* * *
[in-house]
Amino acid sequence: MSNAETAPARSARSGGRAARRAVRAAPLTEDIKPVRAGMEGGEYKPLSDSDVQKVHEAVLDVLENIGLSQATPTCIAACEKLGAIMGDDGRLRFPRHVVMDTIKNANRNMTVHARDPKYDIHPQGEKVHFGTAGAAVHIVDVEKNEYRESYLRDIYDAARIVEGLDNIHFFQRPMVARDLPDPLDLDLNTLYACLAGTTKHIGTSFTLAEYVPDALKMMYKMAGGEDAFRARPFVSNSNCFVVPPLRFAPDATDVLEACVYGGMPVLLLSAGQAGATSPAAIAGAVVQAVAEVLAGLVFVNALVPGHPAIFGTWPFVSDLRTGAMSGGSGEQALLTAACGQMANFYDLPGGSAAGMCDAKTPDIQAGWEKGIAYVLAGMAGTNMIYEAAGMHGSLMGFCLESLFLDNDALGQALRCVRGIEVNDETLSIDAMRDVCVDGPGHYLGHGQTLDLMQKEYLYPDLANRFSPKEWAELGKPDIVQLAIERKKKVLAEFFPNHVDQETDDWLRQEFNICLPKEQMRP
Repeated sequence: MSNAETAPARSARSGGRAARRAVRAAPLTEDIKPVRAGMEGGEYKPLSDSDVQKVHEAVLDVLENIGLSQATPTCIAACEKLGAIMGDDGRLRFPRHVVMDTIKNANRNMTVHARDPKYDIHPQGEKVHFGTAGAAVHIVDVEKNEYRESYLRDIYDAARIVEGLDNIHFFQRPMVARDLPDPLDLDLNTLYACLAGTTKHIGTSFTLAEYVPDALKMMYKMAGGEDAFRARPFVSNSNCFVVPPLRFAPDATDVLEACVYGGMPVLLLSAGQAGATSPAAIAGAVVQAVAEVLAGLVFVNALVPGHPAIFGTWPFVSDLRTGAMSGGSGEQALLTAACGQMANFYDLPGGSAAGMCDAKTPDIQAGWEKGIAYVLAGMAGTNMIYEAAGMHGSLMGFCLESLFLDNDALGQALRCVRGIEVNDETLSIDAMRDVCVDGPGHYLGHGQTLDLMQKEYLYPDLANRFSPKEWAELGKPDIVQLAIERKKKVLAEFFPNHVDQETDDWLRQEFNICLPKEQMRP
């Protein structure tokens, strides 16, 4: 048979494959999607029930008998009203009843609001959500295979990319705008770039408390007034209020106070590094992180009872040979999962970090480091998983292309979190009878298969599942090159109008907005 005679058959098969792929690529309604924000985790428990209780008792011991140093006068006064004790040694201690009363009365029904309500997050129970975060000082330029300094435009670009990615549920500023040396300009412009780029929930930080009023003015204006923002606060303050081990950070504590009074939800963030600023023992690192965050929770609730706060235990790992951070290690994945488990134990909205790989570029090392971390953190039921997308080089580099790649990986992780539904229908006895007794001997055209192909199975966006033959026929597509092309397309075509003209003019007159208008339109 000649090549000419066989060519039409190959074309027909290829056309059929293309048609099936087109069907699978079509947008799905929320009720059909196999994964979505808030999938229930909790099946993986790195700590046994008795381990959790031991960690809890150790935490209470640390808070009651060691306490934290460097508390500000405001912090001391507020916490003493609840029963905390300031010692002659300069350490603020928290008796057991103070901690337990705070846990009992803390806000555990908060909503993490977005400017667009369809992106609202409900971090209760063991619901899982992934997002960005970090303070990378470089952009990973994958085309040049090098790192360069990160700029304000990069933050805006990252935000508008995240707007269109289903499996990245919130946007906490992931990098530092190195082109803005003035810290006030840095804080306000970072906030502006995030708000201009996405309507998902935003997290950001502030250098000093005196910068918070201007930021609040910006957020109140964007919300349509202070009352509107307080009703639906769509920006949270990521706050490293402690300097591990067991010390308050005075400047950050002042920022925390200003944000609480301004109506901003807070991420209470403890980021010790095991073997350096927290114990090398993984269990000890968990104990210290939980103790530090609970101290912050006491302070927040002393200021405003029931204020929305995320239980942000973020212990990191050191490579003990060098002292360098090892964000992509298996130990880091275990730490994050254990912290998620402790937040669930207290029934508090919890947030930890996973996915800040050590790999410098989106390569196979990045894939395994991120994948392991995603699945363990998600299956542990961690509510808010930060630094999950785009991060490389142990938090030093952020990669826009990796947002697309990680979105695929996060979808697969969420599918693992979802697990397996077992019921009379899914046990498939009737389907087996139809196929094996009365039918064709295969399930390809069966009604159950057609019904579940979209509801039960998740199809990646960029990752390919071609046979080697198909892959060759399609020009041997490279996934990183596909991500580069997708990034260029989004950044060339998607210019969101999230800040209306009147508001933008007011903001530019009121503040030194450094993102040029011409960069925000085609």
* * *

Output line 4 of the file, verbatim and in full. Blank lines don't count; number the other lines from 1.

């Protein structure tokens, strides 16, 4: 048979494959999607029930008998009203009843609001959500295979990319705008770039408390007034209020106070590094992180009872040979999962970090480091998983292309979190009878298969599942090159109008907005 005679058959098969792929690529309604924000985790428990209780008792011991140093006068006064004790040694201690009363009365029904309500997050129970975060000082330029300094435009670009990615549920500023040396300009412009780029929930930080009023003015204006923002606060303050081990950070504590009074939800963030600023023992690192965050929770609730706060235990790992951070290690994945488990134990909205790989570029090392971390953190039921997308080089580099790649990986992780539904229908006895007794001997055209192909199975966006033959026929597509092309397309075509003209003019007159208008339109 000649090549000419066989060519039409190959074309027909290829056309059929293309048609099936087109069907699978079509947008799905929320009720059909196999994964979505808030999938229930909790099946993986790195700590046994008795381990959790031991960690809890150790935490209470640390808070009651060691306490934290460097508390500000405001912090001391507020916490003493609840029963905390300031010692002659300069350490603020928290008796057991103070901690337990705070846990009992803390806000555990908060909503993490977005400017667009369809992106609202409900971090209760063991619901899982992934997002960005970090303070990378470089952009990973994958085309040049090098790192360069990160700029304000990069933050805006990252935000508008995240707007269109289903499996990245919130946007906490992931990098530092190195082109803005003035810290006030840095804080306000970072906030502006995030708000201009996405309507998902935003997290950001502030250098000093005196910068918070201007930021609040910006957020109140964007919300349509202070009352509107307080009703639906769509920006949270990521706050490293402690300097591990067991010390308050005075400047950050002042920022925390200003944000609480301004109506901003807070991420209470403890980021010790095991073997350096927290114990090398993984269990000890968990104990210290939980103790530090609970101290912050006491302070927040002393200021405003029931204020929305995320239980942000973020212990990191050191490579003990060098002292360098090892964000992509298996130990880091275990730490994050254990912290998620402790937040669930207290029934508090919890947030930890996973996915800040050590790999410098989106390569196979990045894939395994991120994948392991995603699945363990998600299956542990961690509510808010930060630094999950785009991060490389142990938090030093952020990669826009990796947002697309990680979105695929996060979808697969969420599918693992979802697990397996077992019921009379899914046990498939009737389907087996139809196929094996009365039918064709295969399930390809069966009604159950057609019904579940979209509801039960998740199809990646960029990752390919071609046979080697198909892959060759399609020009041997490279996934990183596909991500580069997708990034260029989004950044060339998607210019969101999230800040209306009147508001933008007011903001530019009121503040030194450094993102040029011409960069925000085609």